Why you should go: Not only is it arguably the greatest swinging-around-a-stage-in-purple-sequined-zebra-print-pants anthem of David Lee Roth-era Van Halen, it’s a slinky, skinny swatch of land with the Caribbean Sea on one side and the Pacific on the other. Smaller than South Carolina, it boasts 1,800 miles of ocean coastline and 5 million acres of national parks on the inside. For those who enjoy stylishly restored ruins, Panama City’s old quarter, Casco Viejo, is a UNESCO World Heritage Site that dates back to the 1600s and is now filled with hipstery shit, because of course it is. This cobblestoned city center is surrounded by the ultra-sleek, modern, quasi-futuristic skyscrapers of Panama City, which kind of looks like Rio without the smog and soon-to-be decaying Olympic infrastructure. - Nicole Rupersburg, Thrillist contributor
It’s official: Americans have the travel bug. According to the U.S. Travel Association (USTA), Americans logged 1.7 billion “person trips” for the primary purpose of leisure in 2014. The USTA defines a person trip as “one person on a trip away from home overnight in paid accommodations, or on a day or overnight trip to places 50 miles or more [one way] away from home.” That works out to 5.33 leisure-focused trips for every single man, woman, cash-strapped college student, sulky teenager, wiggly child, and brand new baby in the country.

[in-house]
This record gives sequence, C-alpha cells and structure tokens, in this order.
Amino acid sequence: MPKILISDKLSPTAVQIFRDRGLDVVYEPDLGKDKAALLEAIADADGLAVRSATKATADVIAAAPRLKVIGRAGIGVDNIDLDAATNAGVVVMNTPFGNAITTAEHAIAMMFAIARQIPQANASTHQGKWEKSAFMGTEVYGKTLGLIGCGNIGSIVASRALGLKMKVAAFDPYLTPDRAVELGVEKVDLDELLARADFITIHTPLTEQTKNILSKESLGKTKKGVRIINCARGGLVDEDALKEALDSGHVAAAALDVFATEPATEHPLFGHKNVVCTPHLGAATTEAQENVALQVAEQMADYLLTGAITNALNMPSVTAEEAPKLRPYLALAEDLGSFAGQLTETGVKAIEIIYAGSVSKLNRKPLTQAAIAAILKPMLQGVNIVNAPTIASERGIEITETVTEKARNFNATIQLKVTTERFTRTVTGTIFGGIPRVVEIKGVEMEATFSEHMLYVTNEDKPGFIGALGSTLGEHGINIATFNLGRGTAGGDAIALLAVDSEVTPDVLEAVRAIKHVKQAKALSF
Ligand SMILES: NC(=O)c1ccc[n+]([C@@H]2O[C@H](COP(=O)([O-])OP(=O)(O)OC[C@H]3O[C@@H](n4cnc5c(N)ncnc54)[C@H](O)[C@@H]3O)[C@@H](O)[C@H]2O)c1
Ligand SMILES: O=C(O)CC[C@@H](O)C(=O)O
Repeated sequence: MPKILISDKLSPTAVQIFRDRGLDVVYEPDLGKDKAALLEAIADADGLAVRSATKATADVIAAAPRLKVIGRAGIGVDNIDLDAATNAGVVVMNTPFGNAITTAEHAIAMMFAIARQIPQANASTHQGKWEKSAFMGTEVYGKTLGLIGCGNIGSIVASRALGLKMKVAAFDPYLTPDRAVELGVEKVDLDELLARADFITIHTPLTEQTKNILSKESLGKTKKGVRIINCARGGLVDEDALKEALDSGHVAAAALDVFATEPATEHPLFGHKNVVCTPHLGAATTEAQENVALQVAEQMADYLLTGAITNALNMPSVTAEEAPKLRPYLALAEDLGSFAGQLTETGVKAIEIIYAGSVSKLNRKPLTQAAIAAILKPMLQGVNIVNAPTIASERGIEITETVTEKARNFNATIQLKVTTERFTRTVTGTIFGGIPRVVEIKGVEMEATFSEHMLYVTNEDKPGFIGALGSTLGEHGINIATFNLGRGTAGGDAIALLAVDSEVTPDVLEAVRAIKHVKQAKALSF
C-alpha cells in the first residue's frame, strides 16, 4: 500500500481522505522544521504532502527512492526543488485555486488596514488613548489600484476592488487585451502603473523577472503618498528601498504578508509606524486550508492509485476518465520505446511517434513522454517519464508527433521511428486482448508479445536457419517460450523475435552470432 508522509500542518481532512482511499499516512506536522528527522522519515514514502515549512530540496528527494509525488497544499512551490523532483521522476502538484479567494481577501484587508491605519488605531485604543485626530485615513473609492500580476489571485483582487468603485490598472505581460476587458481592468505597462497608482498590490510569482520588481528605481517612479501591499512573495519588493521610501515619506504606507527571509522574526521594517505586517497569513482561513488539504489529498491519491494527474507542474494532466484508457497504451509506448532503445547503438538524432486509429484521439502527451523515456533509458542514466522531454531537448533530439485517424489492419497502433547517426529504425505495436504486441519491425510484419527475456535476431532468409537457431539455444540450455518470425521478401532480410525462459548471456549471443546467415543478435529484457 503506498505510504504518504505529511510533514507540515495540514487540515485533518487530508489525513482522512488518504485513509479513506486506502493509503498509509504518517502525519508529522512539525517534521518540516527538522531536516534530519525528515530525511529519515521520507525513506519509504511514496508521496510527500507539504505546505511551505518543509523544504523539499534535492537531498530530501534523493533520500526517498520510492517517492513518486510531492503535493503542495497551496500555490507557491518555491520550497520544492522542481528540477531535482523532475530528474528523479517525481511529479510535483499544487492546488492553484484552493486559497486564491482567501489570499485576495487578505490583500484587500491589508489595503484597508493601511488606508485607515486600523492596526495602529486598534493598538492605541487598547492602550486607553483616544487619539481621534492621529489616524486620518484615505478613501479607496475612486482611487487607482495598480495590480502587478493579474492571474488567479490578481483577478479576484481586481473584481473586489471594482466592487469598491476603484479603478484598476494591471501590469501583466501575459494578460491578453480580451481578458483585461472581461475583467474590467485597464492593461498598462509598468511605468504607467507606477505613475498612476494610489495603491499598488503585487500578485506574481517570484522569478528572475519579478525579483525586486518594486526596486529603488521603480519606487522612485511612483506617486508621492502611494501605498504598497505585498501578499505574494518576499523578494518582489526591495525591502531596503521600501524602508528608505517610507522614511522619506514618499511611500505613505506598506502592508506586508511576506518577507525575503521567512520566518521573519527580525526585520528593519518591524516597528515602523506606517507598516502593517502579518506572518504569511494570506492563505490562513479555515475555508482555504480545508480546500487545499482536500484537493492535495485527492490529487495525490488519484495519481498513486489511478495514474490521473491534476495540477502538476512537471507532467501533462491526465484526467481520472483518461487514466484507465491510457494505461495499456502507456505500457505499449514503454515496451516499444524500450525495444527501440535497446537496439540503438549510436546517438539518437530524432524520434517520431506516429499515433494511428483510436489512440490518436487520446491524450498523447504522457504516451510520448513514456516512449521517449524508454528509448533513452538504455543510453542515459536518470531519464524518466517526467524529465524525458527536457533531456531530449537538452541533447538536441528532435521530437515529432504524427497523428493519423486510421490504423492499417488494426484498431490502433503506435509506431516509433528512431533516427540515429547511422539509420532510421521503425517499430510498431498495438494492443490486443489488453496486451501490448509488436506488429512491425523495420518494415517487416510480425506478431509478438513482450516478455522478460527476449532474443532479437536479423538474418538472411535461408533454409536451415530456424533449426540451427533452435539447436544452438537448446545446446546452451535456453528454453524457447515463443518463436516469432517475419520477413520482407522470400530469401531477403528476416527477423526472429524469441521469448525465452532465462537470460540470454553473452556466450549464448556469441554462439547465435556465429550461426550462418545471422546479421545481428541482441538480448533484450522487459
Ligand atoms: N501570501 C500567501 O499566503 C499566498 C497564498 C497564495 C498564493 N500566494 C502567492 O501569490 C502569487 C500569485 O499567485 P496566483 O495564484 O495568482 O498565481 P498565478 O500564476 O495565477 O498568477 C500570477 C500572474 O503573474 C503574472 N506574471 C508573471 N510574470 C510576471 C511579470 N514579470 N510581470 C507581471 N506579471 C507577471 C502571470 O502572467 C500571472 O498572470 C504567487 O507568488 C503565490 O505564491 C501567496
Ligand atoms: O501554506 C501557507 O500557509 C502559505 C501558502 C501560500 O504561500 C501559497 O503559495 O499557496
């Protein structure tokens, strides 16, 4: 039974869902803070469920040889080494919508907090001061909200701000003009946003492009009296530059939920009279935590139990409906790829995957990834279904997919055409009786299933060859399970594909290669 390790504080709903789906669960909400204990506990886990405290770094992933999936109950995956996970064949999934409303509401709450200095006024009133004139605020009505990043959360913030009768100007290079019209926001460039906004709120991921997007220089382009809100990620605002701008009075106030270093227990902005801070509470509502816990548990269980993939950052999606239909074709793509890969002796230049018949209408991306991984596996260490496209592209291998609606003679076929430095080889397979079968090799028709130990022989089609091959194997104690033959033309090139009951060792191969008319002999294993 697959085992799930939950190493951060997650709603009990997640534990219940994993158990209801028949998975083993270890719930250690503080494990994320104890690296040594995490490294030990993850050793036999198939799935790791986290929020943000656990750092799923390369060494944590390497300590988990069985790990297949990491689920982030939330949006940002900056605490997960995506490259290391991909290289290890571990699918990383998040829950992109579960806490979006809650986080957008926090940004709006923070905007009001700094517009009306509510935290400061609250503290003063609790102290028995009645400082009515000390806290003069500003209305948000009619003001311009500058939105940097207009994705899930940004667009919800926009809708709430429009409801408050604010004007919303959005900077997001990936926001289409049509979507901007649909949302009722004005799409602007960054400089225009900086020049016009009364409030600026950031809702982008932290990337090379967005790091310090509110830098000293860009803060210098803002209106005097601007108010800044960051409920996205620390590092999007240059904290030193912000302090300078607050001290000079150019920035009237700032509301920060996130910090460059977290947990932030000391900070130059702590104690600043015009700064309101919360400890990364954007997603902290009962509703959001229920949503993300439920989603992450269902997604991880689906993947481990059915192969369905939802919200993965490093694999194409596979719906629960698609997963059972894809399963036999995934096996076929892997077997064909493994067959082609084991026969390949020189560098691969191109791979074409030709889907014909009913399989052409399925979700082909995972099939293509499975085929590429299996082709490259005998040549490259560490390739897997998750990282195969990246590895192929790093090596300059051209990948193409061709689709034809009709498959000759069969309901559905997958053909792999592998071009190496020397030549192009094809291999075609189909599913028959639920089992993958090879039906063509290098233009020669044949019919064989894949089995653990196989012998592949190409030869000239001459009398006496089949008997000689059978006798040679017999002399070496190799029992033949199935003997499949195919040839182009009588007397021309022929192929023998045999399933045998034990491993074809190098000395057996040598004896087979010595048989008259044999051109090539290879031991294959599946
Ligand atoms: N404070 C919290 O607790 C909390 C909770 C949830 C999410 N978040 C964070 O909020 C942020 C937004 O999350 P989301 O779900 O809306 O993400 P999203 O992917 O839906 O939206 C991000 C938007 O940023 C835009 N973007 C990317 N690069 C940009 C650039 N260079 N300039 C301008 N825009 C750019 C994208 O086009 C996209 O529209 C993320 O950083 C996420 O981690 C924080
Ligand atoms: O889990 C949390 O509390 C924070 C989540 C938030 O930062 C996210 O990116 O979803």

Jump on the solo travel trend this winter and visit beautiful Honolulu, Hawaii. Your well-rated hostel is located just two blocks from the famous Waikiki Beach and features free light breakfast and weekly outdoor entertainment. Reviewers especially loved the hostel's staff and the free events that made it easy to meet fellow travelers. What's Included?…